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We get to introduce our children to Jesus, friends.  Have you paused to think about that lately?  On my drive home tonight from speaking to a mom’s group I was struck with the enormity and yet simplicity of this charge.  Nothing can have a greater impact in the lives of our children.  It is both humbling, exciting, and sometimes nerve-racking.  It shouldn’t be nerve-racking, but I’ll be the first to admit that sometimes it is as I look around and see friends falling away from the faith and young adults headed down the path of destruction.  It’s at times like this when the Holy Spirit whispers deep into my soul and reminds me that GOD is the one who saves.  I need to trust Him with the lives of my precious family. My job is merely to love the Lord, love my kids and introduce them to the grand adventure of walking out a life radically transformed by his grace.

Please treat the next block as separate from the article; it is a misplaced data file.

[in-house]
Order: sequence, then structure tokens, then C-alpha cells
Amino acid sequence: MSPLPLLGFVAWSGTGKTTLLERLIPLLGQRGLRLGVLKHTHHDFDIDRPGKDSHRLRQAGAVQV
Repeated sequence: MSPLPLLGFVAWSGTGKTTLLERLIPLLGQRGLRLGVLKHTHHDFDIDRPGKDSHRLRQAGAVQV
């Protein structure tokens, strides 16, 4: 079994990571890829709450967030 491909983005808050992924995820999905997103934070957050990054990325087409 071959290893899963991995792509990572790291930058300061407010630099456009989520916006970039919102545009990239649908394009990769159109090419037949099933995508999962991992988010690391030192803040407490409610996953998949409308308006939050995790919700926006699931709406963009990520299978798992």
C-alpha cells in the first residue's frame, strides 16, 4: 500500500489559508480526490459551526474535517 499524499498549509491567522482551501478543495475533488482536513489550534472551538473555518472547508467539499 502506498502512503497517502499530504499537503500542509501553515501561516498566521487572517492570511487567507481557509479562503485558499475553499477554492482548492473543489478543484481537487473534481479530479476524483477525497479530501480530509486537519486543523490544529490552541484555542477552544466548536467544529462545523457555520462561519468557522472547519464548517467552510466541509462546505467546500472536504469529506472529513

The part about God loving flawed people?  Check.  That is on full display for my children.  There is no hiding my flaws. You all might not see them, but my kids do. And this gives me ample opportunity to humbly point them to the only one that can change us.

So yes, one of my favorite parts about parenting is walking out my faith, my oft-times messy faith, in front of my kids and continually pointing them to Jesus.  My prayer is that He will continue to capture their hearts as they follow Him.